Using crowd funding to grow a coffee business.
17 Sep 2014
Whether you’re a new coffee shop owner or have been running a successful shop for some time, growing your coffee business is a challenge. Finding the perfect location, making a top notch brew, and creating the right atmosphere are all aspects that are essential to creating a loyal following of customers.
Coffee shops have successfully defied the economic downturn in the UK and are showing strong sales growth of 6.4% on last year with £6.2 billion total turnover. While the main driver behind this growth has been the physical expansion of branded coffee shops, independent coffee shops are building momentum, disrupting the big global coffee chains in the process.
Growth barrier for independent coffee shops
The growth challenge for independent coffee shops remains the ability to tap into the high-footfall areas and target the coffee demographic. Getting traction with landlords is probably the toughest challenge most independent coffee shop operators face. As a small business with limited trading history, it’s hard to convince a landlord that you’ll be able to pay rent, and even if you do convince them, you’ll be asked to pay a larger rent deposit upfront and you get less favourable lease terms than more established brands.
Eirik Holth is one of the founders of Black Sheep Coffee, an independent coffee shop that has been able to prove their business model with shorter-term pop-ups such as their take-away coffee shop in Old Street tube station. Earlier this summer, they had five temporary espresso-bars running at the same time and since igniting a very loyal following, Holth is now ready to take a permanent tenancy in Central London.
Crowd funding vs. traditional ways to raise capital
Eirik turned to crowd funding to raise the capital he needed to open his first independent coffee shop. And he is not alone. Thousands of entrepreneurs and small businesses have discovered crowd funding as a productive channel to access the capital they need to grow their business.
The traditional way to raise capital is often a lengthy process that involves a lot of red tape. Crowd funding has been designed to disrupt the process and make access to capital as easy as possible. The main difference is that crowd funding is not about long-term funding; it has been designed to facilitate single, one-off ideas by asked support in return for offering incentives for pledging. That means there's no long-term return on investment for supporter.
Eirik explains “We think crowd funding is a great way to allow both our local customers and our followers outside London to be involved in an exciting project – the opening of our first permanent café. We’ve been doing pop-ups ever since Black Sheep was born just under a year ago, and we feel ready to take the next step. Crowd funding also allows us to tell our story and raise awareness of the brand.”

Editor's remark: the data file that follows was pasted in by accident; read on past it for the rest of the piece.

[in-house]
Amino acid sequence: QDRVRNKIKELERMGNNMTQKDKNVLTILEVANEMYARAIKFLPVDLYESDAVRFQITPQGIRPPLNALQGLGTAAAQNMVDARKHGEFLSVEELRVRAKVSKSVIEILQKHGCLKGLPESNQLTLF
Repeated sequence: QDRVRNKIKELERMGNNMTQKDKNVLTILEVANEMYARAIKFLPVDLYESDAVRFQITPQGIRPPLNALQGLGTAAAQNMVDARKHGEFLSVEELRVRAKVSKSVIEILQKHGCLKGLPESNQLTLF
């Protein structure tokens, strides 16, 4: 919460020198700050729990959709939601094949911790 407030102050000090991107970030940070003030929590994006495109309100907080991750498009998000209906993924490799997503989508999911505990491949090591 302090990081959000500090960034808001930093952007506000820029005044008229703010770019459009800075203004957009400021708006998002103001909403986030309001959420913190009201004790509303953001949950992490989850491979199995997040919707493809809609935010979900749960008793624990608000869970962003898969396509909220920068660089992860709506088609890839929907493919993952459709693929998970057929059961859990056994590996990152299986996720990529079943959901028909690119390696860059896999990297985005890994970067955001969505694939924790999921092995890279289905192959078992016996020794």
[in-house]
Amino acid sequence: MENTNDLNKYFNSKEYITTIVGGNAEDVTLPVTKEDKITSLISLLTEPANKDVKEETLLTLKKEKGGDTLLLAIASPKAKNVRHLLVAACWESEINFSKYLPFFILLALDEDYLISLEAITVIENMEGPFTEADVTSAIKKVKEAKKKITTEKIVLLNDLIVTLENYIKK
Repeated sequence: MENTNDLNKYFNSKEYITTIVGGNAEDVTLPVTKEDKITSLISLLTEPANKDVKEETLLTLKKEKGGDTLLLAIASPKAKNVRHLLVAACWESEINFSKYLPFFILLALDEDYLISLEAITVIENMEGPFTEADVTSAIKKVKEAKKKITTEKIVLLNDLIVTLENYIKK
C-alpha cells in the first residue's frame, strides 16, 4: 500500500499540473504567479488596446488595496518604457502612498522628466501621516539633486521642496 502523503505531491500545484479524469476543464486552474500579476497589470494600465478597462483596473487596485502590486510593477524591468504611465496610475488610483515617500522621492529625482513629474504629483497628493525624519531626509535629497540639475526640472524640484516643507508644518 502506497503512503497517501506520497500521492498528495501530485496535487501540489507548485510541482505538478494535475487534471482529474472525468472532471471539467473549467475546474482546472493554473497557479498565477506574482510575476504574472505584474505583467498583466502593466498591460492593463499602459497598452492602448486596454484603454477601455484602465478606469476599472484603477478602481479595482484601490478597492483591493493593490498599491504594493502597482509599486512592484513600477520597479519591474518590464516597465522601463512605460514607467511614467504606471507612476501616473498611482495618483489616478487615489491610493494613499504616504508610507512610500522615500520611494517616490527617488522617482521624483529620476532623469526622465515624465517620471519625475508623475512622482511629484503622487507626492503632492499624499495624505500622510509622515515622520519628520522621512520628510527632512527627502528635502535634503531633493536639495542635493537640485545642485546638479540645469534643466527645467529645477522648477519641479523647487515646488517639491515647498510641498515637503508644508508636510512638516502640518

How to incentivise investment in your business?
Like it or not, people expect something in return for their financial support. Therefore, crowd funding platforms let you create a series of rewards to say "thank you" to those who back your project and want to see you succeed. The key to incentivising investment is to create several reward options at various levels of investment.
Eirik highlights “It was important to offer rewards that were attractive both inside and outside London. 100 coffees for £99 is an amazing deal for local customers, whereas t-shirts and make-it-at-home brewing kits are great for anyone that isn’t able to visit the café. We have been generous with the rewards, but structured them such that we can use the cash we raise on day 1 to setup the café, and then use revenue from the café to cover most of the costs of fulfilling our promises. That’s the beauty of crowd funding platforms like Kickstarter and why they are so helpful for young companies looking to grow.”
Self-promotion is key to success funding.
Black Sheep Coffee spend zero marketing budget or external help to run their crowd funding campaign. “We used social media a lot to interact with our friends and customers. Facebook, Instagram, and Twitter have been good ways to spread the word and in addition to our own outreach, we’ve had amazing support in spreading the word even further from coffee bloggers such as Brian’s Coffee Spot, 100 Cups of Coffee, and many others.”
“Offline, we’ve promoted the campaign directly to customers in our pop-up cafés in Old Street, Camden, and Marble Arch (Urban Outfitters). We’ve also reached out to pretty much everyone we do business with. Existing suppliers is a great place to start!”
Black Sheep’s Kickstarter campaign runs till 8:59AM Thu, Sep 18. If you would like to support them and earn some coffee rewards in return, please follow the link
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